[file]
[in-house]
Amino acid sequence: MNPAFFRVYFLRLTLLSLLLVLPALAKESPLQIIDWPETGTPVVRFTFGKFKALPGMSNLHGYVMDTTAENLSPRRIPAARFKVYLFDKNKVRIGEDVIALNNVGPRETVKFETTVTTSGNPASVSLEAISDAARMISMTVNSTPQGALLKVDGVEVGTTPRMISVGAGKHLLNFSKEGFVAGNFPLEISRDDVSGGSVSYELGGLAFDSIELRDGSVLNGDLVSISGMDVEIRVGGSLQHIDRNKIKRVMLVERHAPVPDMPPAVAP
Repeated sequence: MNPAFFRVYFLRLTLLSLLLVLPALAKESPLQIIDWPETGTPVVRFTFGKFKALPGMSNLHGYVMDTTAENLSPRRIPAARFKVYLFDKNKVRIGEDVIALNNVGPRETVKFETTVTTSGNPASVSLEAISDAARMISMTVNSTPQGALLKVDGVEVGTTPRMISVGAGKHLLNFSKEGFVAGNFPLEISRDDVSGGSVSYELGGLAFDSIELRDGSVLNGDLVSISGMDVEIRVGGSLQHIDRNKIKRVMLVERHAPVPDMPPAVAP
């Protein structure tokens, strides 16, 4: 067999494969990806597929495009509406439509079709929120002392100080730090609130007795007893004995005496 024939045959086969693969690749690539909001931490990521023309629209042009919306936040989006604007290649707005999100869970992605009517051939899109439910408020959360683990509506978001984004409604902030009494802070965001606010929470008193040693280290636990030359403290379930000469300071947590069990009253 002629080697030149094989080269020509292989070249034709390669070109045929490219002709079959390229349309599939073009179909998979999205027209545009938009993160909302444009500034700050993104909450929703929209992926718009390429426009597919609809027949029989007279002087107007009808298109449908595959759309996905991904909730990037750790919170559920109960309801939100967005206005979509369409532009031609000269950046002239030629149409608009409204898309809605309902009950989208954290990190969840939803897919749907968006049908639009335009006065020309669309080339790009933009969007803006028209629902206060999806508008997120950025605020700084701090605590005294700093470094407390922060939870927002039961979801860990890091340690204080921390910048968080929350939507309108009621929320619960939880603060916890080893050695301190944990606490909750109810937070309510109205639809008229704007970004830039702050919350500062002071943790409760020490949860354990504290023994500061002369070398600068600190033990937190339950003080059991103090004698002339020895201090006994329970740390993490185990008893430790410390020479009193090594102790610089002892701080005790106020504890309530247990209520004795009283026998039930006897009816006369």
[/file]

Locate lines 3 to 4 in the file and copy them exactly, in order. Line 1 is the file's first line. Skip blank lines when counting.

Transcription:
Repeated sequence: MNPAFFRVYFLRLTLLSLLLVLPALAKESPLQIIDWPETGTPVVRFTFGKFKALPGMSNLHGYVMDTTAENLSPRRIPAARFKVYLFDKNKVRIGEDVIALNNVGPRETVKFETTVTTSGNPASVSLEAISDAARMISMTVNSTPQGALLKVDGVEVGTTPRMISVGAGKHLLNFSKEGFVAGNFPLEISRDDVSGGSVSYELGGLAFDSIELRDGSVLNGDLVSISGMDVEIRVGGSLQHIDRNKIKRVMLVERHAPVPDMPPAVAP
């Protein structure tokens, strides 16, 4: 067999494969990806597929495009509406439509079709929120002392100080730090609130007795007893004995005496 024939045959086969693969690749690539909001931490990521023309629209042009919306936040989006604007290649707005999100869970992605009517051939899109439910408020959360683990509506978001984004409604902030009494802070965001606010929470008193040693280290636990030359403290379930000469300071947590069990009253 002629080697030149094989080269020509292989070249034709390669070109045929490219002709079959390229349309599939073009179909998979999205027209545009938009993160909302444009500034700050993104909450929703929209992926718009390429426009597919609809027949029989007279002087107007009808298109449908595959759309996905991904909730990037750790919170559920109960309801939100967005206005979509369409532009031609000269950046002239030629149409608009409204898309809605309902009950989208954290990190969840939803897919749907968006049908639009335009006065020309669309080339790009933009969007803006028209629902206060999806508008997120950025605020700084701090605590005294700093470094407390922060939870927002039961979801860990890091340690204080921390910048968080929350939507309108009621929320619960939880603060916890080893050695301190944990606490909750109810937070309510109205639809008229704007970004830039702050919350500062002071943790409760020490949860354990504290023994500061002369070398600068600190033990937190339950003080059991103090004698002339020895201090006994329970740390993490185990008893430790410390020479009193090594102790610089002892701080005790106020504890309530247990209520004795009283026998039930006897009816006369």